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Gourmet's Top 50 Restaurants 2006

Anyone a subscriber who can put up the 50 restaurants they just chose?

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  1. 1 Alinea
    2. Chez Panisse
    3. French Laundry/Per Se
    4. Spago
    5. Joel Robuchon
    6. Le Reve
    7. Masa
    8. Alan Wongs
    9. Daniel
    10. Le Bernardin
    11. Mangolia Grill
    12. Michel Richard Citronelle
    13. Charlie trotter's
    14. Arrows
    15. Cyrus
    16. Striped Bass
    17. Babbo
    18. Lock-ober
    19. Canlis
    20 L'auberge Carmel
    21. Bartolotta
    22. Restaurant August
    23. Inn at Little @ Washington
    24. Ritz @ Buckhead
    25. Vetri
    26. Fore St.
    27. Jean Goerges
    28. Higgins
    29. Da Marco
    30. La Belle Vie
    31. Parker's New American Bistro
    32. Michy's
    33. Frasca
    35. Providence
    36. Guy Savoy
    37. Zuni
    38. Urasawa
    39. Bacchanalia
    40. Sanford
    41. York St.
    42. Manressa
    43. No. 9 Park
    44. Trattoria Nostrani
    45. Cafe Juanita
    46. Paley's place
    47. Lantern Restaurant
    48. L'Etoile
    49. Herbsaint
    50. Nana

    1 Reply
    1. re: bitsubeats

      While I really, really like Herbsaint, I don't think it's a "top 50 in America" place. Am I just spoiled/jaded by the NOLA dining scene? Or is it really that good? If so, others on the list are seriously overcharging, because Herbsaint is downright affordable.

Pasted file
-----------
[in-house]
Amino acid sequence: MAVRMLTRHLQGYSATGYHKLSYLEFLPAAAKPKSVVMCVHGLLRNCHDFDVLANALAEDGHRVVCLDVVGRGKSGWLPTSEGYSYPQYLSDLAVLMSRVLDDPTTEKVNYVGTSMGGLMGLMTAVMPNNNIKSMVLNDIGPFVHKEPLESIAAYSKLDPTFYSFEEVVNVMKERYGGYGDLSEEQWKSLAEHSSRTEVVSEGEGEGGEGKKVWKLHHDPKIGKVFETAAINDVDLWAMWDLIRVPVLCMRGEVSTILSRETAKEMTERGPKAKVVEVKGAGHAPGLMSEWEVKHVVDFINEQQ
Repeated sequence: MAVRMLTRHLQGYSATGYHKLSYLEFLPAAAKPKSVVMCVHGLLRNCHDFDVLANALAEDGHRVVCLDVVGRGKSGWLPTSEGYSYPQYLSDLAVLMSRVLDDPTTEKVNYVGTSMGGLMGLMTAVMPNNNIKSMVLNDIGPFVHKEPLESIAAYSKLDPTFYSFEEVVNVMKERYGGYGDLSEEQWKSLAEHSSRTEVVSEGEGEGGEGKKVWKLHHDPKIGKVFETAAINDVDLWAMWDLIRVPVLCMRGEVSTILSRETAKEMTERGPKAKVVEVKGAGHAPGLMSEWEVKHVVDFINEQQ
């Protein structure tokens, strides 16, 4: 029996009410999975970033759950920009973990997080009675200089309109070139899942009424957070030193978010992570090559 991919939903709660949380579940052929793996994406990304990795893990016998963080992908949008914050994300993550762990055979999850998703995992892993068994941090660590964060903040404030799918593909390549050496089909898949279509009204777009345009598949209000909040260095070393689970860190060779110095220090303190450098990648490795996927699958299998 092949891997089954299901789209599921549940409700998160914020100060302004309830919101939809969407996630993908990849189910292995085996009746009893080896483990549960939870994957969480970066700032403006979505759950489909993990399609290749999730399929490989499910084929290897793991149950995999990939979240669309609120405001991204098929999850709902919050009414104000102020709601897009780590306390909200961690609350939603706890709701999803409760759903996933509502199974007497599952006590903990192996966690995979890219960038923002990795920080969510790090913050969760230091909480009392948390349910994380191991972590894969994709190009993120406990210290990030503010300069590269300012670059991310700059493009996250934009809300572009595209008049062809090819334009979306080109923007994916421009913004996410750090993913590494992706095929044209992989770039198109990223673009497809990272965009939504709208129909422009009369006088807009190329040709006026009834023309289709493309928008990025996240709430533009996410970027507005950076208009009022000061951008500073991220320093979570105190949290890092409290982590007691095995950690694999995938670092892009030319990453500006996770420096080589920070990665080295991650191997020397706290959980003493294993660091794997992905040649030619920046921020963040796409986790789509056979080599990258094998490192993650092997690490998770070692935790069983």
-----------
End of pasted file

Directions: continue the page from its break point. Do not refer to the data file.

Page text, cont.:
2. Looks like two San Antonio restaraunts made the list.Le"Etoile and Le Reve.

      1 Reply
      1. re: HollyDolly


        The L'Etoile honored is almost certainly the one in Madison, Wisconsin ( http://www.letoile-restaurant.com/ ), not the unrelated restaurant of the same name in San Antonio.


      2. And Two Dallas restaurants. I am not sure that Nana belongs on this list though.

        4 Replies
        1. re: sl1

          What? Nana isn't better than Moto, WD-50, and Minibar (none of which made the list)?


          1. re: Scott

            Nana's okay, yeah, but it's not that special.


            1. re: TexasToast

              Perhaps you misconstrued my sarcasm. Indeed, Nana is "not that special."


            2. re: Scott

              The fact that WD-50 is not on here is sad, also cru and gilt, paul liebrandt is very talented, I believe he is the next to watch. Also cheers to Restaurant August in New Orleans, which should be even higher on this list. Oh yeah and we all know that the French Laundry should be number 1.

          2. This isn't a great list. A lot of them are still on there based on reputation rather than current quality.

            Chez Panisse at number 2? No, I don't think so.
            Gramercy Tavern in NYC at 34 -- a joke. Gramercy wouldn't make the top 25 in NYC alone anymore.

            This list wants to sound modern and hip by putting Alinea as number 1, but scanning the rest of the list, it's pretty conservative and outdated for the most part.

            7 Replies
            1. re: dippedberry

              Michael Anthony recently took the Exec. Chef Position at Gramercy, and the guy is a tremendous talent. Top Twenty Five in New York? Mos Def.

              1. re: ronzen